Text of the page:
Remasters

Remasters are a strange concept, aren’t they? It’s a bit like saying, “We didn’t make a very good job of mastering this the first time around, so now we’re having another go.” Except, outside, in the real world, you would probably go back and redo the job for free if you hadn’t it very well the first time around. In the world of music, it’s considered completely fine to charge people a second time for something that they already own.

Which is not to say that you should oppose them – many of them sound considerably better than the original releases. My point is solely that there is a curious conflict – should you continue listening to the poor quality, lo-fi original, or should you switch to the tampered with, but ultimately vastly superior, remaster? Or will you even notice the difference at all?

I’ve fallen foul of it a few times, in particular a couple of months ago I bought the new Massive AttackThe Postal Service and Electronic remasters, so here are some case studies.

The Postal Service – Give Up

Despite being released at a relatively technologically advanced time (2003), the original CD does exhibit some really strange mastering. In particular, the treble was way too high, particularly on the drum sounds. To me in a way it was always part of the charm of the original – it did sound like a rock group had picked up some synths and tried to record an electronic album (this isn’t a million miles away from what actually happened).

This new recording adds a bonus disc containing all the tracks from the singles (which is great) and also some wonderfully squishy packaging, but is also a total rethink of the mix. No longer does it sound as though it was mastered by a maniac. It’s here in full fidelity, and it really does sound considerably better. Compare the two, even on low-quality computer speakers, and you’ll hear a noticeable difference immediately.

This one is definitely worth the upgrade.

Electronic – Electronic

Prior to this I only had the original (10 track) release from 1991, with the orange sleeve, which honestly sounded totally lousy, and this had always been true. There was a lot of lazy mastering around the start of the 1990s, and this album seemed to have suffered particularly badly.

This time around, you get a bonus disc of obscure highlights from the rest of their career (obviously including Disappointed), but also you get a considerably better master. As with Give Up, the album is suddenly a joy to listen to – a great example of a necessary remaster done well.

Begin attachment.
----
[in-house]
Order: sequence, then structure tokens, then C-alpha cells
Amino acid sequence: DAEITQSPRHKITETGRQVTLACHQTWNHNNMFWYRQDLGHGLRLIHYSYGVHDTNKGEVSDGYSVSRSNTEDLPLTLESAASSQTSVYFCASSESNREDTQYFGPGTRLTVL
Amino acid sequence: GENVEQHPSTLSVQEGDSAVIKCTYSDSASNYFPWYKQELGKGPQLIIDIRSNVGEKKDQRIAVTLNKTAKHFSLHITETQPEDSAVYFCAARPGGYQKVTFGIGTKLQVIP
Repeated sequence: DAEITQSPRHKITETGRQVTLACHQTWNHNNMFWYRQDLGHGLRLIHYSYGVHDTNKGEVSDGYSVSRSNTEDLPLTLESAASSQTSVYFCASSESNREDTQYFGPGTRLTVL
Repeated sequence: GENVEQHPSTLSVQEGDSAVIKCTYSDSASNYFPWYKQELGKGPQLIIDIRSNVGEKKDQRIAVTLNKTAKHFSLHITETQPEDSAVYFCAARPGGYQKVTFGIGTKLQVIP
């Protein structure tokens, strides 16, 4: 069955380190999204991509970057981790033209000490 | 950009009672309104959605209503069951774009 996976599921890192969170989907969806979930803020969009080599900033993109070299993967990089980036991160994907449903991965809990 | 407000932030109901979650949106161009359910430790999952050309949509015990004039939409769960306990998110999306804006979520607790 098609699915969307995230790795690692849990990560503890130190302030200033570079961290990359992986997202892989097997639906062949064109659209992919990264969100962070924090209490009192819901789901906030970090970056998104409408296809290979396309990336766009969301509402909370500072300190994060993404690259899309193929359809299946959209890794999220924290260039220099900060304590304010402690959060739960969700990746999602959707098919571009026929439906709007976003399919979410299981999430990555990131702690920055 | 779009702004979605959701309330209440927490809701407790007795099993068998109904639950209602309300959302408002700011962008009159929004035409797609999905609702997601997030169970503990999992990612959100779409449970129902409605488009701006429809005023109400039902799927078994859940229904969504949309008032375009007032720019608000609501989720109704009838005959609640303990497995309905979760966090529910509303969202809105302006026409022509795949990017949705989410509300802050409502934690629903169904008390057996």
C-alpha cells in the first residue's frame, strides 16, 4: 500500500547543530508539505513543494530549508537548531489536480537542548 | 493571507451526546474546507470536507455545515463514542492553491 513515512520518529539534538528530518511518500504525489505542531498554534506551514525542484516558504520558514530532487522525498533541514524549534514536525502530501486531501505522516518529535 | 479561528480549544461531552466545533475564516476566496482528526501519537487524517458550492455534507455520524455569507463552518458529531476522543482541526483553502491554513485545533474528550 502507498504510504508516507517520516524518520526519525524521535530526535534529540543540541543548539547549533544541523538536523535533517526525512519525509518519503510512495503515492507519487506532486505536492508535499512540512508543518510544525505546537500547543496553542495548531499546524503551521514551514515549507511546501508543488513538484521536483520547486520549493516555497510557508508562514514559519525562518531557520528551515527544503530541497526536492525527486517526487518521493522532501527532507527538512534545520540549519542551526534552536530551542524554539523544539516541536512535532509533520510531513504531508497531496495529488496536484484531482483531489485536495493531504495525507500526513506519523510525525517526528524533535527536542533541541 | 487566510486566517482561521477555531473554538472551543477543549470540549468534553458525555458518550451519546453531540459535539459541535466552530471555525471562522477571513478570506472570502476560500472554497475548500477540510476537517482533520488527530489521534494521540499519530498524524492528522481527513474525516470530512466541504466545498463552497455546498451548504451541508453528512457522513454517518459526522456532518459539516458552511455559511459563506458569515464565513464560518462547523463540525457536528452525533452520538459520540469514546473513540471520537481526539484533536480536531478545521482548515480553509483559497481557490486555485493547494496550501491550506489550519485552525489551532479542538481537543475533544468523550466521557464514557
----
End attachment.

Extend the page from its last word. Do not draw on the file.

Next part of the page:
Massive Attack – Blue Lines

This one is the exception. The new release doesn’t particularly offer anything extra. You get an insignificant wraparound sleeve, which seems a little unnecessary; the booklet has been demoted to a single page; and the credits are cleverly hidden behind the CD holder. Perhaps also slightly questionably, there was no room for anything extra (the gloriously Celtic-themed b-side Home of the Whale and the single version of Unfinished Sympathy would surely have been essential?)

Also by contrast, the original album sounded great, and I’ll honestly say that without a careful cross-examination I can’t hear a difference between the two. It looks as though this new master is a high bitrate studio version, which may make a difference if you download the digital files, but really doesn’t seem significant on CD.

All three of these will be reviewed in full in the near future. I could give you plenty more case studies, but those will do for the time being.

In Conclusion

The remaster, therefore, is an unpredictable beast. Is it a necessary revisiting of a classic album, or a quick and easy money spinner for a bankrupt artist or record company? I think both are probably true. Certainly I could name plenty more examples of remasters where the difference is entirely inaudible to all but the most trained ear.

It’s also an opportunity for the most momentous of messes – the New Order reissues are probably the most famous, so badly handled that they led to many fans (surely the primary audience of a remaster) boycotting them altogether or trying to remaster them for themselves.

A remaster is an obvious money-spinner – without adding any extra content, it offers the opportunity to splash a big word all over the front cover, and even if there are costs involved, a lot of people are going to be taken in by that.

But is it a bad thing? On balance, probably not – you’re giving a new lease of life to a much loved product, and making it sound the way it really should have in the first place.

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4 thoughts on “Remasters

  1. Pingback: The loudness wars | Music for stowaways

  2. Pingback: The Postal Service – Give Up (Reissue) | Music for stowaways

  3. Pingback: Special editions | Music for stowaways

  4. Pingback: The Day the Music Died | Music for stowaways

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